IN an effort to avoid the piles ofrotting garbage on Phnom Penh streets, the
municipality has banned the transport of raw livestock and agricultural products
into the city.
These little piggies won't be going to market - or at least not in one piece as shown - following a new edict by the Phnom Penh authorities.
Animals such as chickens and ducks will have to be killed
and plucked on the outskirts of Phnom Penh before being brought into the
markets. Similarly, plant products such as bananas and other fruit must be
cleaned of leaves and fibers though they can remain on their stems. They will
also have to be packed in boxes.
Peng Sokun, Deputy Director of Public
Works and Transport, said the move was aimed at reducing the amount of organic
rubbish littering the city streets. He said the rubbish caused problems with
sanitation and was ugly.
He said a facility would be built at Preak Leap
where traders could kill and gut animals or clean their agricultural products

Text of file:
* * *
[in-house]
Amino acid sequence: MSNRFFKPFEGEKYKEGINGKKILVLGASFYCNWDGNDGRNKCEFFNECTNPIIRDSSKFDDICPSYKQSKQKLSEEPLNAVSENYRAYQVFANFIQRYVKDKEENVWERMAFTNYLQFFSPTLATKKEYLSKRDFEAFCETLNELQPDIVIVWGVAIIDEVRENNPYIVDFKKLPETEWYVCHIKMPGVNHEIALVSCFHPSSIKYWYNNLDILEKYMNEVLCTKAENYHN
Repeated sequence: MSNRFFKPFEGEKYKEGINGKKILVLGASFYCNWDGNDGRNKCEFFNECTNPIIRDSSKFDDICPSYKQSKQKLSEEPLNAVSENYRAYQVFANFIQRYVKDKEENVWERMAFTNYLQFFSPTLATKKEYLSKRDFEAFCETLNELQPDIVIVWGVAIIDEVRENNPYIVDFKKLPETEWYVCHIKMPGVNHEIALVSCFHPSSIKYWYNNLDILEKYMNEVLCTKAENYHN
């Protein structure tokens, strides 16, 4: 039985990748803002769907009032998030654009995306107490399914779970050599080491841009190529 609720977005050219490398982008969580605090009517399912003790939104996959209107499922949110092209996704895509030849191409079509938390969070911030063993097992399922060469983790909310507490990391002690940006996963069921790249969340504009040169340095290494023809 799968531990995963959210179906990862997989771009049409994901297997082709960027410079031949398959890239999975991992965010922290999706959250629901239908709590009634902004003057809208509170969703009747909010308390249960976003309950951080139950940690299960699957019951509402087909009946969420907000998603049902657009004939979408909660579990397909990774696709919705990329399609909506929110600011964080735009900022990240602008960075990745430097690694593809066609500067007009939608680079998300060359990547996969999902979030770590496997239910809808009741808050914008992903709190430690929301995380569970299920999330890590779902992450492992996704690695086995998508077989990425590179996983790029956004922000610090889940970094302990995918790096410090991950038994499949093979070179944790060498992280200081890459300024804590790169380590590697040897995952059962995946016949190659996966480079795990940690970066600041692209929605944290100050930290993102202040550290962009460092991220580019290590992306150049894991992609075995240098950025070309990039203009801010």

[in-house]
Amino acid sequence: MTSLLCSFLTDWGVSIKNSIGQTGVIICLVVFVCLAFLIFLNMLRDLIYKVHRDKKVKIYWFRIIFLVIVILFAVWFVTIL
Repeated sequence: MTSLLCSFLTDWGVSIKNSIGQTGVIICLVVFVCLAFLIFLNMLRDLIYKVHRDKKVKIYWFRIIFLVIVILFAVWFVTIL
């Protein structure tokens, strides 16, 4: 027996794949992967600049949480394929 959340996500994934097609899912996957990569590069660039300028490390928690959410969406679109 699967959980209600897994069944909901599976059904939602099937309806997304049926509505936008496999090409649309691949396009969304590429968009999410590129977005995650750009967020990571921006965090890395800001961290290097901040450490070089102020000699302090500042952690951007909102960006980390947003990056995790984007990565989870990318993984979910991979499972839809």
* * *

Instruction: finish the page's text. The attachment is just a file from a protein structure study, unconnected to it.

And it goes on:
before bringing them into Phnom Penh.
Meanwhile, on April 25 this year,
the Phnom Penh municipality banned taxi pickup trucks and vans from entering
central Phnom Penh in an effort to cut down on traffic congestion and improve
Sokun said that initially they would be cracking down on
unsafe taxi vehicles - those without yellow stripes or markings, overloaded with
passengers or goods.
Sokun said the whole industry was out of control. He
said Psar Thmei Taxi station only had facilities for 52 taxis but more than 650
touted for business there.
A taxi driver spoken to by the Post said a van
could usually carry 20 to 25 people in a 12-seater, while eight people could be
squeezed into a four-seater car.
The plan is for passengers to be dropped
off outside Phnom Penh from where they will take moto-taxis to their final
However, Sokun said the Phnom Penh authorities were
concerned that setting up a transfer system on the outskirts of the city could
push up prices.
"We must be careful and add up the cost to the passengers
so it will not cost them a lot more money," he said.